From Spark to Flame

Two years ago, as my wife and I drove from Rochester, NY to Ilion, NY to spend Thanksgiving with her family, a malaise washed over me that I was unable to pinpoint. I had been dealing with some things around that time, and I was feeling uneasy on a regular basis. That car ride wound up being a life changing experience for me. A conversation, an episode of The Tim Ferriss  Podcast, and a defining moment of clarity affected me in a way that was initially scary, but has since been liberating in ways I never would have expected. What I'm going to share was written roughly two years ago, right after celebrating Thanksgiving with my family. I wrote it and wasn't quite sure what to do with it at the time, and saved it for the right moment. I entitled it From Spark to Flame, and I think that title is perfectly apt. Enjoy!

Growing up, my dad owned his own carpentry business, and his company’s clients were located primarily in and around New York City. After I graduated high school, I’d make a few extra bucks here and there by getting thrown into job sites for my father, primarily working as a grunt on jobs. But around my sophomore year of college, I really started to work more regularly with my father's company. During my breaks in college, I’d be able to work for him, commuting from Long Island into the boroughs of New York, experiencing the demands of a full-time job that was physically taxing like a son of a bitch. When summer breaks rolled around, I knew I always had a job waiting for me with my father’s business. And I loved that! It paid well, afforded me good hours-at times 60-70 hours a week-I got to spend most of my week in the City, and I was working with some dudes that were crazy, weird, and goofy, but in a good way.

My older brother, Chris, had been working for my father for years, starting right after he graduated high school, and did his best to show me the ropes, keep me in line, and help me out when needed. On nights when I was at a job later than normal, and was exhausted from working long hours, I’d crash at his place, and then head out to work the following day.

One night, after a long day and night of working, Chris offered his couch for me to crash on, and I happily accepted. As we were relaxing, my brother and I started talking about life, the future, and our dreams. Let me preface this by saying that my brother and I are polar opposites in terms of our interests and likes. I love my brother, but we are complete polar opposites. Anyway, I mentioned to him that I had been really thinking a lot of traveling. I told him I had dreams of seeing America, Europe, Asia, really as much of the world as possible, but would be happy with hitchhiking my way across the country (I recently finished reading Dharma Punx and really wanted to trek the entirety of this beautiful, crazy, goddamn country). He told me I was crazy and ridiculous, that it was a fool's dream to think like that. He told me I needed to work, focus on finishing college, and then put my efforts into getting a job that my education was preparing me for.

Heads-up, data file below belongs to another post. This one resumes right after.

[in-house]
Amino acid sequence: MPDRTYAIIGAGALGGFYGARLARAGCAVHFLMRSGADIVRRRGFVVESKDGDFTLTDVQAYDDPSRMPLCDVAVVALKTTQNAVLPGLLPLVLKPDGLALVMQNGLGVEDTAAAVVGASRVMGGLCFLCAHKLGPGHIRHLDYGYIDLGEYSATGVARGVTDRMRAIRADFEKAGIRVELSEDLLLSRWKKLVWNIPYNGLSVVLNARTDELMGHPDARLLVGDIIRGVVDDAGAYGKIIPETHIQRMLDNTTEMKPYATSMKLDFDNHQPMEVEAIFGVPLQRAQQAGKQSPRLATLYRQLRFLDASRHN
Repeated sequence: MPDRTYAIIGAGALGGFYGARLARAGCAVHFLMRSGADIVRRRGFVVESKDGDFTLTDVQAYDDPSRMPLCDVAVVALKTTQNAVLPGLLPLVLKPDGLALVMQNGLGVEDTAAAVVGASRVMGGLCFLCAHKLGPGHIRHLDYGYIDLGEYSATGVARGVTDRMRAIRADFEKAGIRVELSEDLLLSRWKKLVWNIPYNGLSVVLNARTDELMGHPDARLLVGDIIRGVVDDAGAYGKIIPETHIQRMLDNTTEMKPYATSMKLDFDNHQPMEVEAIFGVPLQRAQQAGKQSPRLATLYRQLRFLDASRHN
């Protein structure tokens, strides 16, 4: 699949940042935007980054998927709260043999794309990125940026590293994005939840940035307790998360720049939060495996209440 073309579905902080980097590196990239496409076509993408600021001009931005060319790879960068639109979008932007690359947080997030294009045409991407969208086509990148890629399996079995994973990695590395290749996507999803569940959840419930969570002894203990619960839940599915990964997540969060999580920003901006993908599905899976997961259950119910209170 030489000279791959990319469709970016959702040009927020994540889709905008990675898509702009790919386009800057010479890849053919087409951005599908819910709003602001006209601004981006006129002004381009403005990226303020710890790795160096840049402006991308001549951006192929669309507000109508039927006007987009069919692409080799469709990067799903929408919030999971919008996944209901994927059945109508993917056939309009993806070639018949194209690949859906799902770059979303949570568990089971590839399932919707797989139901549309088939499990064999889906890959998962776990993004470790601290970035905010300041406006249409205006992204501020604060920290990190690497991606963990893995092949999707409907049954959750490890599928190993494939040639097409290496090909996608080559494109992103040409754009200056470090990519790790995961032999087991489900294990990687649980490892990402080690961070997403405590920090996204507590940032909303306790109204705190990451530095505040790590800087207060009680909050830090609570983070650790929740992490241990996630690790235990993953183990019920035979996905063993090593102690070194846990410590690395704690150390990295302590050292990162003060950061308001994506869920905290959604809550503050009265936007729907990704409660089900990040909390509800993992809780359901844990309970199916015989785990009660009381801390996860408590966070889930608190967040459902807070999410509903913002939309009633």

There was the one side of me that completely disagreed with him and thought, “Fuck that, man. Forget everything and do it!” There was also the other side of me that was fraught with fear and anxiety about traveling, the cost, who I’d travel with, how I’d stay safe, and so on and so on. The fear weighed on me like a damned ten ton backpack.

I share that story because roughly ten years has passed and that desire, that flame inside of me, has never dwindled, not even for a second. In fact, the opposite has happened-the spark that flickered inside of me all of those years ago has now begun to swell into a forest fire. It’s grown and grown, never once subsiding as I thought maybe it would. And now, more than ever, those flames are licking at my skin, blinding my eyes, and exponentially growing by the day.

After college, while grappling with the fear of making my dream a reality, I did what most people do after graduating college-I got a job. I got a job that afforded me a decent salary, with decent benefits, and a decent title. I got sucked into the trap that most of us are told we’re supposed to do-do well in high school, go to college and do well, and get a good paying job.